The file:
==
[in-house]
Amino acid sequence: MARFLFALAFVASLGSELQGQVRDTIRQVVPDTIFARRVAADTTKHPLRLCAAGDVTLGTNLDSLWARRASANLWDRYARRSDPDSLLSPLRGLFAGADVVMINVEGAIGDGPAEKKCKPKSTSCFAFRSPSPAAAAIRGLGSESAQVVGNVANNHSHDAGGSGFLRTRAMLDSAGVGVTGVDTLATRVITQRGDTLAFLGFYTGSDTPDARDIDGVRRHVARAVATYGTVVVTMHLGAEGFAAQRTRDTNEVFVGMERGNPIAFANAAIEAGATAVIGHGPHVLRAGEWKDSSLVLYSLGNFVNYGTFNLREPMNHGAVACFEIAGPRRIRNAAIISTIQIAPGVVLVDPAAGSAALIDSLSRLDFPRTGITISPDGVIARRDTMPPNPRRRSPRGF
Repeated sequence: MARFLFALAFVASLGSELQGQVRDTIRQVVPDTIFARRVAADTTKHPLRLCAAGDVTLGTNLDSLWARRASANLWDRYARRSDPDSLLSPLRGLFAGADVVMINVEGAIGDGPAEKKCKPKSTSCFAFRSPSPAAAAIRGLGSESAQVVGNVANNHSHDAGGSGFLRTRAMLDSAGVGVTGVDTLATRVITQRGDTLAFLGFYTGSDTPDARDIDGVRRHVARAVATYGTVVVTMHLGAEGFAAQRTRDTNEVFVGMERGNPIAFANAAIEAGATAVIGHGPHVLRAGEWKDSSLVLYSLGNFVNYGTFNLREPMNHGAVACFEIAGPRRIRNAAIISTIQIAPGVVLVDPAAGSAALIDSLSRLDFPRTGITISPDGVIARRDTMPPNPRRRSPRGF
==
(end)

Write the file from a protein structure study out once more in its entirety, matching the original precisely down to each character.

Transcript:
[in-house]
Amino acid sequence: MARFLFALAFVASLGSELQGQVRDTIRQVVPDTIFARRVAADTTKHPLRLCAAGDVTLGTNLDSLWARRASANLWDRYARRSDPDSLLSPLRGLFAGADVVMINVEGAIGDGPAEKKCKPKSTSCFAFRSPSPAAAAIRGLGSESAQVVGNVANNHSHDAGGSGFLRTRAMLDSAGVGVTGVDTLATRVITQRGDTLAFLGFYTGSDTPDARDIDGVRRHVARAVATYGTVVVTMHLGAEGFAAQRTRDTNEVFVGMERGNPIAFANAAIEAGATAVIGHGPHVLRAGEWKDSSLVLYSLGNFVNYGTFNLREPMNHGAVACFEIAGPRRIRNAAIISTIQIAPGVVLVDPAAGSAALIDSLSRLDFPRTGITISPDGVIARRDTMPPNPRRRSPRGF
Repeated sequence: MARFLFALAFVASLGSELQGQVRDTIRQVVPDTIFARRVAADTTKHPLRLCAAGDVTLGTNLDSLWARRASANLWDRYARRSDPDSLLSPLRGLFAGADVVMINVEGAIGDGPAEKKCKPKSTSCFAFRSPSPAAAAIRGLGSESAQVVGNVANNHSHDAGGSGFLRTRAMLDSAGVGVTGVDTLATRVITQRGDTLAFLGFYTGSDTPDARDIDGVRRHVARAVATYGTVVVTMHLGAEGFAAQRTRDTNEVFVGMERGNPIAFANAAIEAGATAVIGHGPHVLRAGEWKDSSLVLYSLGNFVNYGTFNLREPMNHGAVACFEIAGPRRIRNAAIISTIQIAPGVVLVDPAAGSAALIDSLSRLDFPRTGITISPDGVIARRDTMPPNPRRRSPRGF